Every day small to midsize business owners place their businesses intentionally at risk
without even realizing it. Business owners are under the impression that the Department of
Labor Laws (DOL) do not apply to them, they do not have to worry about employees
complaining to the Equal Employment Opportunity Commission (EEOC), or they won’t be... sued
by someone who works for them. Why do they think that? The reasons vary from being a “small”
company and the DOL only goes after “big” companies, their friends who are business owners
do not follow these rules and are doing fine, or the person(s) working for them is not that

Yet, many of these small to midsize business owners have core values plastered on
their walls that state phrases like, “do the right thing”, “integrity”, “accountability” and so on.
Apparently, these values do not apply when doing right by employees, protecting their business
or when it comes to following labor laws.

My classic question to these business owners is – How many employees or contractors
does it take to call an attorney, the DOL or the EEOC? The answer is ONE.
As a business owner, you are stressed. Meeting customer expectations, finding new
customers, managing your employees or contractors, and meeting your budget. Those stresses
do not compare to the stress that occurs when you are being sued, audited by the EEOC,
and/or by the DOL.
With regards to lawsuits, a report by, NationalFunding.com in March 2020 indicated, “up
to 53% of small businesses are involved in at least one lawsuit at any given time and the threat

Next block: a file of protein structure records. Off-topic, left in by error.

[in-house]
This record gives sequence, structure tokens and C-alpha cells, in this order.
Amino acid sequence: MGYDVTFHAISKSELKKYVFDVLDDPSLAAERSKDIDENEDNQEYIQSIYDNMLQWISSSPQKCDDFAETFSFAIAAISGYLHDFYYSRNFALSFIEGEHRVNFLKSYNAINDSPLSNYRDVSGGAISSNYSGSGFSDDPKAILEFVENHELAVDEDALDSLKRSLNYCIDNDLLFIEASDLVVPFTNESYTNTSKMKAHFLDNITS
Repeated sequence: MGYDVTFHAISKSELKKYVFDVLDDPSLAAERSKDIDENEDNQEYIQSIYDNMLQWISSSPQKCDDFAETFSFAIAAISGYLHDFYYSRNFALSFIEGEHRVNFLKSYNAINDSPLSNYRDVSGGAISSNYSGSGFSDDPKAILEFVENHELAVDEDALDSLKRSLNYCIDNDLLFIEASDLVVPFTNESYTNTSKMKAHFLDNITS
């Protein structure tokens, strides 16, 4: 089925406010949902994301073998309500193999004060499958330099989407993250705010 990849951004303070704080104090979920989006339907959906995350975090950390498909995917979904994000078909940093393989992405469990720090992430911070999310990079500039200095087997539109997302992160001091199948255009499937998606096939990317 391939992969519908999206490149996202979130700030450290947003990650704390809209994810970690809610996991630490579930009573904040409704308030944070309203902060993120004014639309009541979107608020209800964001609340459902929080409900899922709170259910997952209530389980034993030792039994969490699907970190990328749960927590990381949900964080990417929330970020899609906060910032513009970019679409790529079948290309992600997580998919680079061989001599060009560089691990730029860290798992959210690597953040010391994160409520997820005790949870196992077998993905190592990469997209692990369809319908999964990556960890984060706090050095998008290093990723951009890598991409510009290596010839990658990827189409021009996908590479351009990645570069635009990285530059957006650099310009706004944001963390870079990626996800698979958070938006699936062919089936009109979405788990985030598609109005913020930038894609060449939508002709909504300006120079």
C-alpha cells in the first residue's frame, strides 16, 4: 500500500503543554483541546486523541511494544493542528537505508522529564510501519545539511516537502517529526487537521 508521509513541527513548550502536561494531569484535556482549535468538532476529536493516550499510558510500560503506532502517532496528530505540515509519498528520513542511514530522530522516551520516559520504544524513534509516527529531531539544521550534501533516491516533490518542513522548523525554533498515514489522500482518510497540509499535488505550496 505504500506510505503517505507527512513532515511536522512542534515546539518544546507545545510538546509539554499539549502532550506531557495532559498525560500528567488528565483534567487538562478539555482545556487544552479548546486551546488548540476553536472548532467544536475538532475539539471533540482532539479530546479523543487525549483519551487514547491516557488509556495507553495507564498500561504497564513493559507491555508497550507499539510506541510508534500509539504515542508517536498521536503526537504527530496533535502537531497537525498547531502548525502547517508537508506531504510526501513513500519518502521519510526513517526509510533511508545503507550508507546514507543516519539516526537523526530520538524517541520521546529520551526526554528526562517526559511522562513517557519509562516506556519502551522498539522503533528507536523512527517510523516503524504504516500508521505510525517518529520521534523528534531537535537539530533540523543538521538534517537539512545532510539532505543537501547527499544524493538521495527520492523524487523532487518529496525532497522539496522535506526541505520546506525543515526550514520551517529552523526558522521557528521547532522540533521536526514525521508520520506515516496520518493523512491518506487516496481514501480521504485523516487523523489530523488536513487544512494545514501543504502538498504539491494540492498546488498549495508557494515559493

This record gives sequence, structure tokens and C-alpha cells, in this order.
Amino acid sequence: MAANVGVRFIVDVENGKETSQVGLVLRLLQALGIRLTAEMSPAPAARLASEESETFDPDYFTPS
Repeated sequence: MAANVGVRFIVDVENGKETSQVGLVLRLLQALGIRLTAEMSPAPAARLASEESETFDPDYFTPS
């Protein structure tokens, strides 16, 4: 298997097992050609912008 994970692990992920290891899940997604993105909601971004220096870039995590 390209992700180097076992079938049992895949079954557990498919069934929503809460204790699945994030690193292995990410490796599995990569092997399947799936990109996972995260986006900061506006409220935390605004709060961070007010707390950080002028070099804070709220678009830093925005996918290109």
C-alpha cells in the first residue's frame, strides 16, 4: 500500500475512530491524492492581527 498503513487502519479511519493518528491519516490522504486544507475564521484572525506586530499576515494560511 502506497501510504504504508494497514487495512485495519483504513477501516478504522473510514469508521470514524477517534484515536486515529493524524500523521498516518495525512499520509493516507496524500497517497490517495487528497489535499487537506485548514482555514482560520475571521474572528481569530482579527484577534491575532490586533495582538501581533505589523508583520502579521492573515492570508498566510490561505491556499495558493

of litigation impacts small businesses across virtually every industry.” They noted the most
common reasons for a lawsuit are, “issues regarding intellectual property, harassment, wage
disputes, property accidents and injuries.” SmallBizDaily stated, “based on a study by the
National Center for State Courts the median combined costs of lawsuits for both parties ranged
from $50,000 to above $100,000.”

Here are some examples of the average costs per lawsuit:
● $54,000 for a premises liability lawsuit, such as a slip and fall lawsuit.
● $88,000 for an employment lawsuit, such as discrimination or workers’ comp lawsuit.
● $91,000 for a contract lawsuit, such as a breach of contract lawsuit.
This does not include court costs, lawyer fees, time away from your business,
interruption of operations due to employees meeting with attorneys, working on finding needed
information, and worst of all, what the attorney may uncover as they are talking to employees or
going through records. A whole new set of investigations can be brought up from these findings.
So, what can you or your business do to help prevent or prepare for this inevitable
situation? Keep a lookout for my next blog in this series that discusses the steps you can take!

It Only Takes One…

5 Ways to Not Get What You Are Worth...

5 Ways to Not Get What You Are Worth

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